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Hoffmann, R. A wiki for the life sciences where authorship matters. Nature Genetics (2008)
 
 
 
 
 

Increased ratio of quinolinic acid to kynurenic acid in cerebrospinal fluid of D retrovirus-infected rhesus macaques: relationship to clinical and viral status.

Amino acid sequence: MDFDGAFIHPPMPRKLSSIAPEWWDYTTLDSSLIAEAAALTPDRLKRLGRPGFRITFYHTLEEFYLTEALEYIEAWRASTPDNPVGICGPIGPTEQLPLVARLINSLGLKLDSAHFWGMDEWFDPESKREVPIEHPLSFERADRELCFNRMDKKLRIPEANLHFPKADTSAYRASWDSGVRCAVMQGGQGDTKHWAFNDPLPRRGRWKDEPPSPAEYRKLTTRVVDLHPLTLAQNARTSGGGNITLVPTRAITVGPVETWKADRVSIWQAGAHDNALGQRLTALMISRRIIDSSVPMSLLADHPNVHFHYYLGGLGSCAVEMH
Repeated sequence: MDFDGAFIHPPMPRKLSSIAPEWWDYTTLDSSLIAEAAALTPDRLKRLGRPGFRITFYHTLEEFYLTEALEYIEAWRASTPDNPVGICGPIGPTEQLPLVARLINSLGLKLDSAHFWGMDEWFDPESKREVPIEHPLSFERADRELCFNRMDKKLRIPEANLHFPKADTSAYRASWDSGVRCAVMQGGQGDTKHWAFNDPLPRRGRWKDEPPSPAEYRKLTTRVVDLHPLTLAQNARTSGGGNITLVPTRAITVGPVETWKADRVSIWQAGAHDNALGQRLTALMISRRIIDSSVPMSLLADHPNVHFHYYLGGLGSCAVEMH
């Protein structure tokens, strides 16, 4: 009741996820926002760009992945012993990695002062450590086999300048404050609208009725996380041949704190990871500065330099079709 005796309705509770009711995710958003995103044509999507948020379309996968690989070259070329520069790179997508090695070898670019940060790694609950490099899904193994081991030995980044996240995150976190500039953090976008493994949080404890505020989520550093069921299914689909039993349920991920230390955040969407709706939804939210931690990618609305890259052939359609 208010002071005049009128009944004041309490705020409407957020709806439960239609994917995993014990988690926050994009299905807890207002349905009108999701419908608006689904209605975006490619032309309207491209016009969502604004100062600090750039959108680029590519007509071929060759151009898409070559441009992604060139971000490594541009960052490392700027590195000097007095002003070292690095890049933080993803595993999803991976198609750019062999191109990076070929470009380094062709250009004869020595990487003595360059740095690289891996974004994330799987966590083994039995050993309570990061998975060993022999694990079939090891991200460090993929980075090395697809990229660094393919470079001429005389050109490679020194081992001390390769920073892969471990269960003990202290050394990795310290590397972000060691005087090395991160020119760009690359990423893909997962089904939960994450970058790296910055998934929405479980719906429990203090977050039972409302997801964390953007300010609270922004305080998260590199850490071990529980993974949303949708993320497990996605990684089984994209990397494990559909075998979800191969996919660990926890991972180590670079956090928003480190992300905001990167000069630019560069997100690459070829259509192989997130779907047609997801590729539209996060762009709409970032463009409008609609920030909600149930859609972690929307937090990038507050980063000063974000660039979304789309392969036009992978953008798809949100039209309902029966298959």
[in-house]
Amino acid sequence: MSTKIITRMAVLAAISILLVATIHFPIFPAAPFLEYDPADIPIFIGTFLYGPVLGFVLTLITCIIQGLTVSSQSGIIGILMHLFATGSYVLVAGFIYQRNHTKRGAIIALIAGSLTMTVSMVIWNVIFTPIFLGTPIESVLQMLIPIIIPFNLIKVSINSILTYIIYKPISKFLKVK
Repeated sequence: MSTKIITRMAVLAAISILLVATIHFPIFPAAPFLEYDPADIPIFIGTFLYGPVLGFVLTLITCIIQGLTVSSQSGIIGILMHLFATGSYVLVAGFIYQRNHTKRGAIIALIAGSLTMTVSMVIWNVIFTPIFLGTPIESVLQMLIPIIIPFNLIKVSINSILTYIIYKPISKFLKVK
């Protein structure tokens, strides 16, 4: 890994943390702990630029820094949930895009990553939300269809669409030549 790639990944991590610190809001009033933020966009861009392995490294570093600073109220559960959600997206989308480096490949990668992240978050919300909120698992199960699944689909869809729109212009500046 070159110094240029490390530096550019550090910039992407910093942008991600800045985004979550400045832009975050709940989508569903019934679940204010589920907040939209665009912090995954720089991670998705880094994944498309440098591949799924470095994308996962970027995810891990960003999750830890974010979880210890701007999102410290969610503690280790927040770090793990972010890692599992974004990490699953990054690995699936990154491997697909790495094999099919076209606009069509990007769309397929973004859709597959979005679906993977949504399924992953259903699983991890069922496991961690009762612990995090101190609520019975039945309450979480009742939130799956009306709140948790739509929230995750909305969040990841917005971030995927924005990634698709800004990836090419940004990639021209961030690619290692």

Increased concentrations of excitotoxin quinolinic acid in cerebrospinal fluid (CSF) are associated with infection with the human immunodeficiency virus (HIV-1) and have been implicated in the pathogenesis of the acquired immune deficiency syndrome (AIDS) dementia complex. In the present study, inoculation of macaques with D/1/California, an immunosuppressive serotype 1 type D retrovirus, was associated with acute and chronic increases in CSF and serum quinolinic acid concentrations in macaques that had developed SAIDS, a simian disease analogous to AIDS in humans--particularly macaques with demonstrable opportunistic infections. Kynurenic acid, an antagonist of excitatory amino acid receptors as well as the excitotoxic effects of quinolinic acid, was also increased in the CSF of SAIDS macaques, but to a significantly lesser degree than was quinolinic acid (kynurenic acid, 1.8-fold; quinolinic acid, 15.6-fold). CSF quinolinic acid, but not kynurenic acid, was also increased in viremic macaques with SAIDS-related complex (2.4-fold) and asymptomatic virus positive carriers (3.4-fold). Macaques that had recovered from D/1/California infection and were antibody positive and virus negative had normal CSF quinolinic acid and kynurenic acid concentrations. Increased activity of indoleamine-2,3-dioxygenase, the first enzyme of the kynurenine pathway, was indicated in the macaques with SAIDS by reduced serum L-tryptophan and elevated serum L-kynurenine concentrations. Macaques infected with D/1/California may provide a primate model for investigation of the mechanisms involved in increases in CSF quinolinic acid in retrovirus and other infectious diseases, including HIV-1. It remains to be determined whether the increased CSF quinolinic acid concentrations and the increased ratio of quinolinic acid to kynurenic acid have neurological significance or are a useful "marker" of infection.[1]

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